Behavior at school board meetings sets a bad example for children
Not so long ago, a school board would have the good fortune to have a handful of citizens to attend a meeting. Now these meetings are a hotbed of arguments – about safe public mandates, program choices and even the members themselves.
In Virginia Beach, Chesapeake, other communities in Virginia and across the country, citizens are raising their voices – and some are crossing the line, turning into intimidation and even personal threats. It cannot be ignored.
This is the meaning of the message issued by US Attorney General Merrick Garland this month, when he announced that the Department of Justice would deploy a series of measures to combat “harassment, intimidation and threats. of violence against school administrators, board members, teachers, and staff.
While the First Amendment protects freedom of speech, the legality of assembly, and the right to petition the government, it is not an authorization to do whatever one wants, no matter how serious the problem. problem discussed. It is high time that adults began to behave like adults, and that applies to public servants as well as to individuals.
In recent months, as school boards debated mask mandates and arguments over “critical race theory” gained traction, ordinarily lethargic meetings stirred the cauldrons of debate. At first glance, this is good and necessary in a democracy.
Communities need citizens involved in governance. Important decisions are reinforced by constructive public discourse. Virginia school boards cannot set tax rates and depend on other agencies for their funding, but they do shape the policies that affect the lives of children on a daily basis.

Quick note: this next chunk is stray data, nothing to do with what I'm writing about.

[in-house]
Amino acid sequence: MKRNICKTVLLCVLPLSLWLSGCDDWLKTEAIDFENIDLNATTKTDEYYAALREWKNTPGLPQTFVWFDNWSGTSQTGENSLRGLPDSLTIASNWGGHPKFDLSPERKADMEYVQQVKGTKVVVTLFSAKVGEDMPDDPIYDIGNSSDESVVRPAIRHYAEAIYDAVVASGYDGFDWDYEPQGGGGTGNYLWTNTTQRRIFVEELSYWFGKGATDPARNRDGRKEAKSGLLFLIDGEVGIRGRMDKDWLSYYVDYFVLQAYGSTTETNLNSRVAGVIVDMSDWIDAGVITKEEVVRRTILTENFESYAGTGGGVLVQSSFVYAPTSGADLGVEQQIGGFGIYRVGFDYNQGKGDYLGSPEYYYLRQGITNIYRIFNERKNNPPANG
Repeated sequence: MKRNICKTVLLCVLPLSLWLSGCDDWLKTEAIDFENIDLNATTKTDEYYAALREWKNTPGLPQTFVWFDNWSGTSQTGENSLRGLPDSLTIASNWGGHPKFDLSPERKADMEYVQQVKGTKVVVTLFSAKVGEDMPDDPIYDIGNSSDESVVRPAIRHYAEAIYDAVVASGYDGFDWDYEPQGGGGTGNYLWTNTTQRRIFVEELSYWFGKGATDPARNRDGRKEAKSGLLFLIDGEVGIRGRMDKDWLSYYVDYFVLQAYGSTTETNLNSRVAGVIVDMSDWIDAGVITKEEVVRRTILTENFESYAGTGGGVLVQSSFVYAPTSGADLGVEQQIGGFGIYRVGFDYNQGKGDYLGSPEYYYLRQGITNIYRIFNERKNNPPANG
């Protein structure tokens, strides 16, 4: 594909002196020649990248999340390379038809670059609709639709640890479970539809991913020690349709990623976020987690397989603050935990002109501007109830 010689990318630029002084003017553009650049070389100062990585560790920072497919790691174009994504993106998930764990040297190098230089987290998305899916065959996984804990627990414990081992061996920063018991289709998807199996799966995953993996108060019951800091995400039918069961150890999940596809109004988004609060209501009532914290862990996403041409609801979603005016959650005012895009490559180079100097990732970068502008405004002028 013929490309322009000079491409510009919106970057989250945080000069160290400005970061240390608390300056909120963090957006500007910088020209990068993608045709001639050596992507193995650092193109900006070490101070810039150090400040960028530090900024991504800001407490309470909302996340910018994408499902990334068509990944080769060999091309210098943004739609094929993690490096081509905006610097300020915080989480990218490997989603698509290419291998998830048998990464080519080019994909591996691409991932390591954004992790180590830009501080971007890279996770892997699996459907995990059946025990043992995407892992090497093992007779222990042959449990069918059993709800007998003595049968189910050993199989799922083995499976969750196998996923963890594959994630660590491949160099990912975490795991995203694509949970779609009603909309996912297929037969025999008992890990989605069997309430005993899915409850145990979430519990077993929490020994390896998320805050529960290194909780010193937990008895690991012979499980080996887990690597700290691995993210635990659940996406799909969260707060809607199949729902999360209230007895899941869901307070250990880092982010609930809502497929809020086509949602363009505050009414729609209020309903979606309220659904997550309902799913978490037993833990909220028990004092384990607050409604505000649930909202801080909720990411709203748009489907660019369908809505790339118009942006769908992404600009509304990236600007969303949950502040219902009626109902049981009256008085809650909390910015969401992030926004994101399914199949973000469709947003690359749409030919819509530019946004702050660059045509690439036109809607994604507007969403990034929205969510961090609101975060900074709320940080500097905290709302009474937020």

Parents should be involved in these conversations. They should stand up and offer comments. They need to reach out to their board members and make their case about a given policy or decision.
Even when the debate can heat up and rhetoric intensifies, it is essential to have citizens at the table. A public meeting should be exactly that.
But it is also true that members of school boards devote their time and energy to public service. Their pay is by no means equal to the amount of work they do in their efforts to build better public schools for all children.
They shouldn’t face threats to this service – no public official should. They shouldn’t have to live in fear of going to the grocery store or curling up in their homes. The public has a recourse if they do not agree with an elected official: the ballot box.
It is deeply distressing to know that men and women who have volunteered for public life would face such ugliness and contempt. Disagree, of course. Be strong in your words. But we cannot accept threats, intimidation and violence in the public arena.
While the Department of Justice must refrain from its actions that deter legitimate dissent, serious threats against school officials must be dealt with in an appropriate and legal manner. No group or individual can be allowed to force policy changes through violence or its threat.
For school board members, however, there is also a line that cannot be crossed. To serve in the public service is to be open to scrutiny, anger, name calling and other expressions of free speech. Civil servants cannot use the heated climate as an excuse to stifle debate.
Frankly, it is infuriating that such things have to be said, or that it might require federal intervention to force everyone to behave responsibly in a public setting. Communities need to be able to debate difficult and controversial issues without going into madness.
After all, these are meetings that should focus on schools, learning and the well-being of children. Those who serve and those who engage in debate must lead by example, be worthy of one another, seriously listen to different points of view, and disagree with respect.
If we cannot pass even this very low bar – if we cannot keep a cool head even in the heat of the moment – our communities are indeed in a very bad state.